It seems a long time since I have submitted a blog to KidneyViews!
Indeed, as I look back, I see that my last blog was in February, 2020 when I
suggested there were
seven ways by which to improve dialysis. I divided these into:
Five “no-brainers:” core essentials I have
blogged and blogged about here, and talked and talked about—ad
infinitum—at ADC after ADC since 2004, and written about in a raft
of papers in the peer-reviewed literature for more than 2 unremitting
decades. These are: the time to start, the place to start, the equipment
the one key fundamental of good dialysis (volume management), and that home care (preferably self-care) is best—as it has
always been, is now, and must be into the future. I stand by my record and
my unshakeable views on these core principles of good dialysis and there
is little point reiterating, again!
Two “sleepers:” under-appreciated essentials
that I have also mercilessly stressed all these years, and that without
which the five “no-brainers” cannot logically happen…or
happen with safety and success: professional training in the basics,
skills, and practical application required for good dialysis; and,
finally, the models of care and provider support required to underpin all
of the above.
Also in February 2020, I finally decided to end my clinical practice in
nephrology and retire. After my first captivating clinical nephrology rotation in early 1971, my
subsequent 8-years of nephrology training in Australia and later in the US to
achieve consultant status in 1978, a most satisfying and fulfilling 42 further
years as a clinical consultant nephrologist followed. Not surprisingly, it has
been hard to step back…but it was time to re-invent!
Since my retirement 6 months ago,
I have transmogrified into a local community committee person, and an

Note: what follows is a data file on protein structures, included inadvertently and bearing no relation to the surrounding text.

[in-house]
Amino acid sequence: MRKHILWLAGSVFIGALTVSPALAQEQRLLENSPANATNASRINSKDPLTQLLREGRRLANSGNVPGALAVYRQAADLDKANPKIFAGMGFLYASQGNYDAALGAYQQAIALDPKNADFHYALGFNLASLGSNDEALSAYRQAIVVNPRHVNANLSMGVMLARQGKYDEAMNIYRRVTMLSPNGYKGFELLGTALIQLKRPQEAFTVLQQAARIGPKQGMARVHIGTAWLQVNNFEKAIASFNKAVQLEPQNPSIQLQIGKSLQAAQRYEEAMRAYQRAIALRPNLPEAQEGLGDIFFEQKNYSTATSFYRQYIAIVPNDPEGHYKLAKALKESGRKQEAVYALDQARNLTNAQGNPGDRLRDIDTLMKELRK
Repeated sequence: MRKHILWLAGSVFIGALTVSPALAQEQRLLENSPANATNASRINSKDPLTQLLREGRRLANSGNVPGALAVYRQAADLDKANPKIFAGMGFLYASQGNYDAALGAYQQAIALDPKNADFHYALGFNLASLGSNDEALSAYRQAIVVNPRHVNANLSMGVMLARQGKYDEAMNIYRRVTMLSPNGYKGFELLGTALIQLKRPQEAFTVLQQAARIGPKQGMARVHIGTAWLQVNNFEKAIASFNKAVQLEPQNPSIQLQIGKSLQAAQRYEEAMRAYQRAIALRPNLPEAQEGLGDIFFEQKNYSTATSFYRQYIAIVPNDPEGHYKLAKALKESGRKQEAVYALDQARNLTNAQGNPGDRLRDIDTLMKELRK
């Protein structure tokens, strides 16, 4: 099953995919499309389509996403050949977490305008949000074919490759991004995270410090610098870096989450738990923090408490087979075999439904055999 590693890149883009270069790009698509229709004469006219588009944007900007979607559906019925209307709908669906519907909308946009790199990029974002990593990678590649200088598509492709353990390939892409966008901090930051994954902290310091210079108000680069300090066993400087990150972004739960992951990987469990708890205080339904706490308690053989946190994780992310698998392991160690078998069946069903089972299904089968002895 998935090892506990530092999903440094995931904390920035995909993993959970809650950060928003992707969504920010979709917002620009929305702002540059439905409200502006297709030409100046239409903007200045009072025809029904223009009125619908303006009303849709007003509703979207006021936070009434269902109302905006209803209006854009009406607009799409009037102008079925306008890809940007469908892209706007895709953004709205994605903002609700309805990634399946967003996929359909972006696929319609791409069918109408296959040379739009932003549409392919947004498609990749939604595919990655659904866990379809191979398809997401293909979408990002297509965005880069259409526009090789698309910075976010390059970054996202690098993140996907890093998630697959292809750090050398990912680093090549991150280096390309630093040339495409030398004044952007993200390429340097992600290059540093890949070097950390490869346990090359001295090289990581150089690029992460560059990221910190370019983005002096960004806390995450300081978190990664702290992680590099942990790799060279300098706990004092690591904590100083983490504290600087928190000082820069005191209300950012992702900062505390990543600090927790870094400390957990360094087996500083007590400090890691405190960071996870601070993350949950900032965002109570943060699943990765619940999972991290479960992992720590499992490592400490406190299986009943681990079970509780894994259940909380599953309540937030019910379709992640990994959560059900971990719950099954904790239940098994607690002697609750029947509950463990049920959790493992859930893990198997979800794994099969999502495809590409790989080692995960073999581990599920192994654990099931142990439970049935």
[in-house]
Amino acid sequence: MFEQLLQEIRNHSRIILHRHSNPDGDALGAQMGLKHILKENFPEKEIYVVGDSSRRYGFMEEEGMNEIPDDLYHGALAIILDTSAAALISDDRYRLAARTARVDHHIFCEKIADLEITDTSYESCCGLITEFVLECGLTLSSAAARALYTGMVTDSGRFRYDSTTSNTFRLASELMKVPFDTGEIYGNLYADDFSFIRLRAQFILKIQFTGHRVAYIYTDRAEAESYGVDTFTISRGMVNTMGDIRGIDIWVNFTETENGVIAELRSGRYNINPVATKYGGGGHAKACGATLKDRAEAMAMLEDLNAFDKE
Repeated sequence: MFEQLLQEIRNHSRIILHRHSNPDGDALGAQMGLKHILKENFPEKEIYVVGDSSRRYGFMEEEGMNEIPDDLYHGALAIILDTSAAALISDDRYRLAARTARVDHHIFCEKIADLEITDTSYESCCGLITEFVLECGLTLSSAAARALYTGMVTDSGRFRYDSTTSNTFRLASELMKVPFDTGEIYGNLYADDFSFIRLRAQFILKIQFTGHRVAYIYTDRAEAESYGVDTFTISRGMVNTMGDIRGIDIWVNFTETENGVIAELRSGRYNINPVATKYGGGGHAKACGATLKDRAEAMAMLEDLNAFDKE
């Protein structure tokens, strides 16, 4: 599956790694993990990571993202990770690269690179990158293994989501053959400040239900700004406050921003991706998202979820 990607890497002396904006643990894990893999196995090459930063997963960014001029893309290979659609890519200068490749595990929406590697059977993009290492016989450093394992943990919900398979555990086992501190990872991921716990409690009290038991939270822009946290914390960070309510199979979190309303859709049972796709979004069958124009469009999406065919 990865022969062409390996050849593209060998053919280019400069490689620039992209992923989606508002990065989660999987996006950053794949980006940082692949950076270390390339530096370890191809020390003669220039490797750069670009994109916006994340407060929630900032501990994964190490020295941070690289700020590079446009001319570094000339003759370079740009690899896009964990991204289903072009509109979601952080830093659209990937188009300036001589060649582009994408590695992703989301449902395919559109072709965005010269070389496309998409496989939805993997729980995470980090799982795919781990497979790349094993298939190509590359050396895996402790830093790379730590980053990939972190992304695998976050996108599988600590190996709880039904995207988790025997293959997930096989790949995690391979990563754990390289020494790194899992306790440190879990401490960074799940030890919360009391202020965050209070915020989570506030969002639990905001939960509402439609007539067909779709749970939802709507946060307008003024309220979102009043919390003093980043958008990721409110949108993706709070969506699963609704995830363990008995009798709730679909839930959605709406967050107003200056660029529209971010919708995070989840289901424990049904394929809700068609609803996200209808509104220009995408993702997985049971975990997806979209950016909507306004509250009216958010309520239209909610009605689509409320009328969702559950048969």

editorial and feature article contributor to two local coastal community
newspapers. It is a transformation that I have deeply enjoyed. In that time, I have
also written an historical novella and contributed several more green
nephrology reviews and editorials to the international literature. But, one
thing is certain, I have purposefully broken away from “things
dialysis”—despite that I still “lurk.”
In those very same six months, Covid-19 has dominated all global thought and
action, all front of mind and back of thought experience.
Six endlessly challenging months.
In retrospect, I did not pick an ideal time to step back from a lifetime of
connective work to plunge into lone isolation in a seaside town, studded by
long periods of first national and later state-imposed lockdowns and curfews,
mandatory masks, and complete separation from my children, grandchildren, and
my wife in permanent care… All necessary, all effective, and all endured. At
least Australia still has an enviable death rate (if any deaths can be called
enviable) of 549/25.5 million (or 1 in every 464,446 of the
Australian population), compared with the US death rate of 177,759/331 million
(1 in every 1862 of the US population).
But, Covid-19 has helped to focus the mind. Part of that focus has been to
return—albeit only briefly—to think strategically about
“whither now dialysis?”
Never has there been a better opportunity
to reset, redirect, and renovate a healthcare sector locked into decades of
inertia and navel-gazing, this is it!
As we reel in shock from the biggest upheaval of our lifetimes…but
please don’t talk all that “unprecedented” rubbish.
Recurrent waves of Black Death that decimated global
populations from Roman times to the 1900’s.
Cholera, typhoid, and polio pandemics, and the horrendous
scourge of smallpox.
The Spanish flu (named for Spain because the Spanish
royal family were the first “notables” to be decimated by the
pandemic) that swept the world in 1918-19 and, incidentally, that appears
to have started in Marines barracks in the US in 1917.
The near-obliteration of pauci-immune indigenous populations on every
newly “claimed’”continent (both North and South American native populations, the Australian
aborigines, the Inuit, the Melanesians, the Polynesians, the Maori, and
the multiple tribes of Africa…the list goes on!)
So, none of that “unprecedented” self-pity.
As we reel in shock from this most recent (though historically minor) Covid-19
pandemic, a truly nimble and switched-on administration might think:
now is the moment!
Each and every past health upheaval in human history has led to structural